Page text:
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Modeling low probability/high consequence events: an aviation safety risk model

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2 Author(s)
J. T. Luxhoj ; Dept. of Ind. & Syst. Eng., Rutgers Univ., Piscataway, NJ ; D. W. Coit

In this paper, we present an overview of an aviation system risk model (ASRM) that assesses the impact of new technology insertions or products designed to mitigate the likelihood or consequence of aviation accidents. In the aviation industry, accidents occur very infrequently, yet it is still critical to further reduce their rate of occurrence. There are analogous scenarios in many industries and organizations, which must aggressively analyze events that occur with a very low probability because the implications or repercussions are so very severe or extreme. While the occurrence of these events is already very rare, extensive effort and analysis is devoted to further reducing or eliminating the probability. Existing methods and models are already useful, but because of the importance of these failures, new modeling perspectives can add additional insights to further enhance safety. The ASRM, developed with joint support from the National Aeronautics and Space Administration (NASA) and the Federal Aviation Administration (FAA), is an example of a model devoted to this class of 'low probability-high consequence' events. The ASRM is demonstrated with a model developed for a certain aircraft accident type known as controlled flight into terrain (CFIT)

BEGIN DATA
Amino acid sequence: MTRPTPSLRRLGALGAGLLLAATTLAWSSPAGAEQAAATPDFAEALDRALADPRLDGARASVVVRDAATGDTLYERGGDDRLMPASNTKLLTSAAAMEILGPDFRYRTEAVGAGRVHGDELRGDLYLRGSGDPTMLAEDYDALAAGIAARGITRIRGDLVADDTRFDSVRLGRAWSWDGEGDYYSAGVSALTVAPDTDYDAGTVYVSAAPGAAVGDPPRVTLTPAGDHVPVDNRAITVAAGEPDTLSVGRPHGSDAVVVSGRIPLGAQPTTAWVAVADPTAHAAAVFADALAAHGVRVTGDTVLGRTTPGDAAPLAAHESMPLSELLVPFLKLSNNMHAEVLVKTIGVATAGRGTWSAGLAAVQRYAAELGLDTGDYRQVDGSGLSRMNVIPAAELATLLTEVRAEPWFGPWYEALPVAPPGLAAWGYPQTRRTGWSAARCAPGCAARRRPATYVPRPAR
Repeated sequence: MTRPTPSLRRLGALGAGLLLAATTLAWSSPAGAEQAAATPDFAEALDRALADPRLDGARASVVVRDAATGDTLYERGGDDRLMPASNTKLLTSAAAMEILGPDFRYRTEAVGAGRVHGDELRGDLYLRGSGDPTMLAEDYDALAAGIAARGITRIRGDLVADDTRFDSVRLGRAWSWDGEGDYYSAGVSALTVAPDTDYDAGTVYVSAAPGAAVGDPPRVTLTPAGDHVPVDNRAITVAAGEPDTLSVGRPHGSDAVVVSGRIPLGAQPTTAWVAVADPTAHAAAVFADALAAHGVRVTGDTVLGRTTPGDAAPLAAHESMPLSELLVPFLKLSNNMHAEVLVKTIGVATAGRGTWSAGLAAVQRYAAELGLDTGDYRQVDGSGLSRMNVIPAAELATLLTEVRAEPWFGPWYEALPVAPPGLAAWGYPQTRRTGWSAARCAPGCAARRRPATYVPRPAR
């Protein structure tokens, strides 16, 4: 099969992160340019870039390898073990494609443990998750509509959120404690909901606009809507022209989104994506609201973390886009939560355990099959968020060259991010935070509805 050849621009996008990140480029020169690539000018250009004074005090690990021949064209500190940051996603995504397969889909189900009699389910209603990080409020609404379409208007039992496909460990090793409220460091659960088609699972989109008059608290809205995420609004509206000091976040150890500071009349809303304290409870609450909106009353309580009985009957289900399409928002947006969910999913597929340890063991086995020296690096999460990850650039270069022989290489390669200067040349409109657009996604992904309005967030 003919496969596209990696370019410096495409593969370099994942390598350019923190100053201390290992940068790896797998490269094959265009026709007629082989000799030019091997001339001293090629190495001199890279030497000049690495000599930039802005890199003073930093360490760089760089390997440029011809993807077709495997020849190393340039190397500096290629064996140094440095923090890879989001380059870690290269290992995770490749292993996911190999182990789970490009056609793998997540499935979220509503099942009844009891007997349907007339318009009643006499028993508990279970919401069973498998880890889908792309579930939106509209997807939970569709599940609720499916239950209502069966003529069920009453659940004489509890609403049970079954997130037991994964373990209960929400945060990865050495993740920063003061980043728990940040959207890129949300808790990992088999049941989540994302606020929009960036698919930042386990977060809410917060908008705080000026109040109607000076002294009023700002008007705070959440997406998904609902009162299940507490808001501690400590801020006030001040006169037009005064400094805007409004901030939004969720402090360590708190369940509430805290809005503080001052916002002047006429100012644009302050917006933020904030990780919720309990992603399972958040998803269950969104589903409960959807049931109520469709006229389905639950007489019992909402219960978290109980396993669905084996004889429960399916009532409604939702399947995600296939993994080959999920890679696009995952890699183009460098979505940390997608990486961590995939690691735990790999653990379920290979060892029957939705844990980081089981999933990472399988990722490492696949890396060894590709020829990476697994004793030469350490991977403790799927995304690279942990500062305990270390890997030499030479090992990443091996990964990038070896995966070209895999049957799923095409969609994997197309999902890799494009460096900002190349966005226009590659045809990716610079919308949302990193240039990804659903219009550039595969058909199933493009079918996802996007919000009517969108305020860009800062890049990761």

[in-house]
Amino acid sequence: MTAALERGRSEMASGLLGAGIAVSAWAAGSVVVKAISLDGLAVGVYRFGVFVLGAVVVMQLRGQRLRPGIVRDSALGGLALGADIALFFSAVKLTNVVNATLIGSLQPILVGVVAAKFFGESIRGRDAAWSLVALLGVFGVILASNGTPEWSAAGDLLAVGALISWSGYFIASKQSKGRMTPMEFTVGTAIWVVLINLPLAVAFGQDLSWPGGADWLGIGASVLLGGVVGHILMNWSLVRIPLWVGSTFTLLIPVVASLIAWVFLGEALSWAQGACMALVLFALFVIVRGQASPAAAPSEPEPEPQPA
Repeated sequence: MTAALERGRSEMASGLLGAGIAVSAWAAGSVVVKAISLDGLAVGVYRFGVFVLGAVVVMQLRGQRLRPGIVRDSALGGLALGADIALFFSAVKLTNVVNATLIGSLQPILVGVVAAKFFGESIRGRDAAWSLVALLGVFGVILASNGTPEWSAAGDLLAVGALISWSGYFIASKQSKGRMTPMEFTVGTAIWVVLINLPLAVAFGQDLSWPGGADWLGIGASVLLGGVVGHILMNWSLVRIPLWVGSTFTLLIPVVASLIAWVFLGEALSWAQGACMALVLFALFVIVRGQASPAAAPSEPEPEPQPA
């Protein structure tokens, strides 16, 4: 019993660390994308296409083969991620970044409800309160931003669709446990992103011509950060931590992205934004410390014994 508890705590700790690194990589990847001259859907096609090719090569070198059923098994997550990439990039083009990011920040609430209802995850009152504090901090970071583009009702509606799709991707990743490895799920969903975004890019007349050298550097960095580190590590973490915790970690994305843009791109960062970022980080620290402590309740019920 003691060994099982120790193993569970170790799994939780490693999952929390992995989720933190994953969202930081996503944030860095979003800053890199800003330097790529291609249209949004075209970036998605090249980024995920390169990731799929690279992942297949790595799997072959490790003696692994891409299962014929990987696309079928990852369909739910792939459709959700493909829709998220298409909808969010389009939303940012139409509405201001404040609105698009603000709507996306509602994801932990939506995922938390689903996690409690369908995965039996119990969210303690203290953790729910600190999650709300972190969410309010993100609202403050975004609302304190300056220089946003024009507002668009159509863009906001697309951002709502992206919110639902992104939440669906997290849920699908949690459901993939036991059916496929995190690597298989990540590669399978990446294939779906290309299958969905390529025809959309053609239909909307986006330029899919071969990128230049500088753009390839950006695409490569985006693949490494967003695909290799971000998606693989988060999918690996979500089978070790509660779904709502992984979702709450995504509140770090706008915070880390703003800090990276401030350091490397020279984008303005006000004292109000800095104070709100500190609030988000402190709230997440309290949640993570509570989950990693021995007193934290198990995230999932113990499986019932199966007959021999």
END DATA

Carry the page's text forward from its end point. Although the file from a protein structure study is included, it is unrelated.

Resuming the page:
Published in:

RAMS '06. Annual Reliability and Maintainability Symposium, 2006.

Date of Conference:

23-26 Jan. 2006